It is not yet clear whether the U.S. has made a fundamental change towards North Korea. But one way to understand this agreement is as part of the Obama administration’s new emphasis on the Asia-Pacific, in part as a response to China’s growing influence in the region. China began to play a proactive role in the denuclearization process of North Korea almost 9 years ago when it hosted six-party talks in Beijing. China’s involvement as an important actor in North Korean issues has been growing explicitly and implicitly, particularly because of its increased economic relations with North Korea. Despite this, it is still likely that any agreement on denuclearization will still be made first through the direct diplomacy between Pyongyang and Washington. In this situation, it is conceivable for the Obama’s North Korea team reached a conclusion that its ‘strategic patience’ policy ended up in allowing Pyongyang to buy more time to develop its nuclear program, while the UN sanctions on North Korea seemed derailed mainly by China’s unflinching economic support. On the other hand, it wouldn’t be surprising if skeptics of negotiation accuse the Obama administration’s agreement with Pyongyang of returning to the ‘appeasement’ approach which had been pursued under the Clinton presidency in the 1990s. However, it is also important to note that the current agreement was concluded within the boundaries of the ‘September 19th 2005 Declaration’ led by the Bush administration, as was explicitly noted in yesterday’s announcement.
What does an agreement tell us about the foreign policy stance of Kim Jong Un, North Korea’s new supreme leader who recently succeeded Kim Jong Il?
Pyongyang agreed to come back to this halted dialogue table surprisingly quickly. This move is clearly at odds with the general expectation that Pyongyang’s immediate concern is internal control rather than foreign policy. American representatives had already held meetings with North Korean negotiators twice last year to hammer out this formula, and the two parties had nearly arrived at an agreement in December 2011, when the deal was stalled because North Korean leader Kim Jong Il died of a heart attack. It is premature to speculate whether the North Korean leadership feels it has regained psychological and political stability at this point, but what is certain is they are showing a greater durability and consistency in terms of their policies than many western observers had anticipated. At the same time, it is worth noting that Pyongyang has utilized bilateral agreements with Washington as a source of domestic propaganda to claim diplomatic triumphs. So it will be interesting to see how the North Korean new leadership makes full use of what this agreement means for the purpose of controlling its society and population.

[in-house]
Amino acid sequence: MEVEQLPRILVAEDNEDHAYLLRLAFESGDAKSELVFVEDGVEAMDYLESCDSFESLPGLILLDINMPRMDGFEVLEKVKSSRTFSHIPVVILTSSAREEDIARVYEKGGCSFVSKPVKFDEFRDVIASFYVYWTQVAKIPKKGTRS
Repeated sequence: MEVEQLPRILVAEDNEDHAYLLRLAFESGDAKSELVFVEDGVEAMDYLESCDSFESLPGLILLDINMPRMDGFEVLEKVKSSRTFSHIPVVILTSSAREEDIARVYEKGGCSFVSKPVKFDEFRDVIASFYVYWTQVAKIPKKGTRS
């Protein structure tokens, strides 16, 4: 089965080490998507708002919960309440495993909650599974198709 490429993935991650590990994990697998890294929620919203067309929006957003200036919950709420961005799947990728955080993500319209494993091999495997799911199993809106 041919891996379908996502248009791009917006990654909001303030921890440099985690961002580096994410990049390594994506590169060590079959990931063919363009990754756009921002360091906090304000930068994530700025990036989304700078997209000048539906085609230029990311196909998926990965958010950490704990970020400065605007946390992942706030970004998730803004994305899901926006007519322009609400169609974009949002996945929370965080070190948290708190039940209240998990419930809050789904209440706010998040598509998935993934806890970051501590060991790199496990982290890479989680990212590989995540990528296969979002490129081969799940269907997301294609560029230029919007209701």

What is the prospect for the more further denuclearization negotiations with the DPRK?
The State Department defines the three rounds of talks that led to today’s announcement as ‘exploratory’. The purpose of the commitments made is also designed ‘to improve the atmosphere for dialogue’. This is all very cautious rhetoric on the part of the U.S. So we don’t know yet what kind of next steps may occur except for working level dialogue to finalize the details of the nutritional assistance delivery. But a variety of exchange programs, such as culture and sports area, unambiguously shows the U.S. willingness to further its collaboration through non-governmental channels. More importantly, this agreement could jump-start the six-party talks, which have been in hiatus since 2008. However, we need to recall that, whenever the six-party talks became deadlocked, the key to unlocking the door was generally an intensive pattern of US-DPRK direct negotiations outside of the official six-party talks. In this sense, it is likely that today’s progress could accelerate the six-party process by giving the relevant parties a green light, subject to the Washington-led coordination with Japan and South Korea.
Ki-Young Sung is a post-doctoral research fellow at the USC Korean Studies Institute.